Ah, the comforting mystery of the creamy, foamy latte. Some folks find the prospect of making one at home intimidating, but you don’t need a fancy cappuccino maker to make a lovely latte. All you need is milk, strongly-brewed coffee, tea, or even tisane, and your favorite sweetener.

While dairy produces the best foamy result, you can sometimes also get a nice foam with oat, soy, or hemp milk. Some nut milks are also good foam producers, like almond, cashew, or hazelnut, but homemade nut milks seem to work best, because many brands are really mostly water. Experiment with your favorite milks to see which you like best.

Once you’ve got your ingredients, you’re ready to brew:

  • Brew your tea, coffee, or tisane stronger than usual. Since there are two of us, if I’m using bag tea, I use two bags for one 8 oz cup of water, since I’ll divide the tea in half and then fill the rest of the glass with milk.
  • The trick is a 2-1 of warm, foamy milk to your concentrated brew. At the same time that your tea is steeping, you should heat your milk. You can microwave, but I recommend using the stove top. Heat for about 5 minutes or to just boiling. My mom prefers to let the milk scald and get the little skin on top, and I admit it does taste yummy that way.
  • Once the milk is warm, if you don’t have a steamer or frother, you can hand whisk or use an immersion blender until it is nice and bubbly. You can sweeten your tea, your froth, or both.
  • That’s pretty much it. Pour the froth over the tea, and enjoy!
Warm the milk for about 5 minutes or so.

Warm the milk for about 5 minutes or so.

Warm Milk and Immersion Blender

Use an immersion blender, whisk, or an electronic milk frother to get it all foamy.







Lovely Foam

Lovely Foam

Rose Earl Grey Latte

My first recommendation is one of my favorite lattes lately and one that I modified slightly from a recipe by Todd at HonestlyYum. This one is somewhat of a splurge unless you have the ingredients on hand. I happened to have a small, unopened envelope of dried rose petals from World Market that I bought for a cake I never made, and I keep rose water on hand for rose lassis.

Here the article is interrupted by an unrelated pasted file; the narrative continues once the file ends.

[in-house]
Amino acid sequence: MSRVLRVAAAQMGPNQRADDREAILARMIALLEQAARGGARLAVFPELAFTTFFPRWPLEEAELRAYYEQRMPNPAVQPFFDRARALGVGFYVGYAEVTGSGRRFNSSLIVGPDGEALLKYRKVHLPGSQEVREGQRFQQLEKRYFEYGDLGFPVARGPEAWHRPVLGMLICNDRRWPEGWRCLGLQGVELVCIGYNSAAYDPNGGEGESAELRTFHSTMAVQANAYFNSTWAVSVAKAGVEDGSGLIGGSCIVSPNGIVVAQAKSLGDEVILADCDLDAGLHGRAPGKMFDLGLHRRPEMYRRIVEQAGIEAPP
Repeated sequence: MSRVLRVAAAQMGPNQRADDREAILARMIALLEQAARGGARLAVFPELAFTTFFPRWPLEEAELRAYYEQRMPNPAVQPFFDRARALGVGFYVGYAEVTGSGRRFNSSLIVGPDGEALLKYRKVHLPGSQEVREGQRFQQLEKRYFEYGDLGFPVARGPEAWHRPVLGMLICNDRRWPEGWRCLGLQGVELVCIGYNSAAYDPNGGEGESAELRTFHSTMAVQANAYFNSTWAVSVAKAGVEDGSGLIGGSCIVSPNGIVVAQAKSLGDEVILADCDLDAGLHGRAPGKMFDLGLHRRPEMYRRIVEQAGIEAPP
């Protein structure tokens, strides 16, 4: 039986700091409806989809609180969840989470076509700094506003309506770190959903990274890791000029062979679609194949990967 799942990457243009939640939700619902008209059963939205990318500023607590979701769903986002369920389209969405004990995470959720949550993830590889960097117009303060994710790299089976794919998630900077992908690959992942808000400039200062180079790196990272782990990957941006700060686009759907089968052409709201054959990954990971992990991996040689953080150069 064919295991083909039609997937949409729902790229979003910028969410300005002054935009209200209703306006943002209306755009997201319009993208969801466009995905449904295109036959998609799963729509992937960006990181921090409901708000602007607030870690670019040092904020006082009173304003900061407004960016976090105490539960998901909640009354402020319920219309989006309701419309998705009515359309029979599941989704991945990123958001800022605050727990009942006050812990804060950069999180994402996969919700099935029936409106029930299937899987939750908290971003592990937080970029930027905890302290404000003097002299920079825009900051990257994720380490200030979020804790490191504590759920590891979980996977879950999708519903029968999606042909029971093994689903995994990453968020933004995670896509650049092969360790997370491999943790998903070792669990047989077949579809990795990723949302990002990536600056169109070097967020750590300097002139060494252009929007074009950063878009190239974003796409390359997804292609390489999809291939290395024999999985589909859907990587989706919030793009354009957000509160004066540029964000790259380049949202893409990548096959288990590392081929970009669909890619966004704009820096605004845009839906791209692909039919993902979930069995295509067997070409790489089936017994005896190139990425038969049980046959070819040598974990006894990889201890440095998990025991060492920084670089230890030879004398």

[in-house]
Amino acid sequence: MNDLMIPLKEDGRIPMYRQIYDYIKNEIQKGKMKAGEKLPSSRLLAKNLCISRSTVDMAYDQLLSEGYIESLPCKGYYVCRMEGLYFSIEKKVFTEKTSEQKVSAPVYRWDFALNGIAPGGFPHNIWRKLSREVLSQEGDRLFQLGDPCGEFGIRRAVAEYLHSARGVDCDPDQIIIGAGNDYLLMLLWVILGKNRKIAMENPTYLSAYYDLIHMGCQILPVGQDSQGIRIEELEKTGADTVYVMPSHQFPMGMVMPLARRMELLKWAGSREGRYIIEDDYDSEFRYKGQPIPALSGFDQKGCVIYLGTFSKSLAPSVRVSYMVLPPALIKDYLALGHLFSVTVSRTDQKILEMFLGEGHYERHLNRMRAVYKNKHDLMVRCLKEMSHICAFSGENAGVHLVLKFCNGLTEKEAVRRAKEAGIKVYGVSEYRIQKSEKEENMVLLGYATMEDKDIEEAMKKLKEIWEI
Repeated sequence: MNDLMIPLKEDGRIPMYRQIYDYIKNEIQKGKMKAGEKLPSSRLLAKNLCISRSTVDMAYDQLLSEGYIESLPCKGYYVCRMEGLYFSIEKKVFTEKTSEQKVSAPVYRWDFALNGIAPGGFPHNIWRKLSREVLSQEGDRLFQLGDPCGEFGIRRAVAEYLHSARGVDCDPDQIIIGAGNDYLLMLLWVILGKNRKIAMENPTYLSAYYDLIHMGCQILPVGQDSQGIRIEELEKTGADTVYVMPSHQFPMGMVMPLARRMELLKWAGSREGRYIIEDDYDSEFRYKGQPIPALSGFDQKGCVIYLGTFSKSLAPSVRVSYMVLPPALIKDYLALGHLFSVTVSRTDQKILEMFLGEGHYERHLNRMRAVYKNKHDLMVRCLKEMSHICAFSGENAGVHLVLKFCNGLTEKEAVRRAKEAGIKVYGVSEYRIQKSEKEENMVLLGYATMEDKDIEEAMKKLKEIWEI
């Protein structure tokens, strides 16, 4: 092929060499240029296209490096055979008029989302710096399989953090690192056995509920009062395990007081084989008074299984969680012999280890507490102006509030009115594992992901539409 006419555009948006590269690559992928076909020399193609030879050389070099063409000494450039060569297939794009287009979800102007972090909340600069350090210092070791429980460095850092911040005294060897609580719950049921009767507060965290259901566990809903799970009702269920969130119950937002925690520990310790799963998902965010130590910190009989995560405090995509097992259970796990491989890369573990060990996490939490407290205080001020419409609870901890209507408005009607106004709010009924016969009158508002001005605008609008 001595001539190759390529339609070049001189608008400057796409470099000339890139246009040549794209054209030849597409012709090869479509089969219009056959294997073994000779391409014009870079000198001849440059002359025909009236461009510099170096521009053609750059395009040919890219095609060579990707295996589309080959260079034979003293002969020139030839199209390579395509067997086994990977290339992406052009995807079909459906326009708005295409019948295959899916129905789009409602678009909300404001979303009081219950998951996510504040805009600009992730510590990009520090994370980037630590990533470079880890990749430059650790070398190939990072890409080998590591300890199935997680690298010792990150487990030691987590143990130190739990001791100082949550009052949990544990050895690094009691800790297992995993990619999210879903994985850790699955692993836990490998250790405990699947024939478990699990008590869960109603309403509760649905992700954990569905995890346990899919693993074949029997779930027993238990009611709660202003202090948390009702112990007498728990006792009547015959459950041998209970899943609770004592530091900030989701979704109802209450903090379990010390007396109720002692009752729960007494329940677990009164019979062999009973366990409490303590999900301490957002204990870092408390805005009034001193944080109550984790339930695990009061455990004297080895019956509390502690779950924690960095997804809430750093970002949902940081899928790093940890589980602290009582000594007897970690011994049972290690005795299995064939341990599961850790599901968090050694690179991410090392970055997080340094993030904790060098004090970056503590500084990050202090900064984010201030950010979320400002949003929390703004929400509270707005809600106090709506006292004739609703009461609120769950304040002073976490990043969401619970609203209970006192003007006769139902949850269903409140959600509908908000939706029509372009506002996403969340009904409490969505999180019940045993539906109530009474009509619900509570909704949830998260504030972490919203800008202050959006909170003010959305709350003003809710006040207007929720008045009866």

© Heart of Pixie

Sugar, water, a splash of rose water, and a tbs of dried rose petals © Heart of Pixie







I used fewer rose petals in the syrup than the 1/2 cup Todd recommends, opting for only about a tablespoon, because I didn’t have very much to begin with. I compensated by adding a teaspoon of rose water to the syrup as well as swishing some around in my mug as well. It tastes divine (and better, probably than the brief petal infusion would have got me anyway).

For a first time tea latte-er, I don’t think you can go wrong with Earl Grey. It pairs really well with floral flavours, so you could try lavender or jasmine instead if you’re feeling experimental.

Rooibos Masala Latte

If you’re going for something a bit tamer and less intensive, my second latte of the week is a Rooibos Masala Latte. I used Numi’s Rooibos Masala Chai tea bags and added sweetened condensed milk to the milk before I frothed. That’s a neat trick that makes it even creamier. You don’t have to add any other sweetener if you use it. Since this late is caffeine-free, it’s the perfect after dinner dessert, especially on a weeknight ;).

Happy frothing!

Rooibos Masala Latte

Rooibos Masala Latte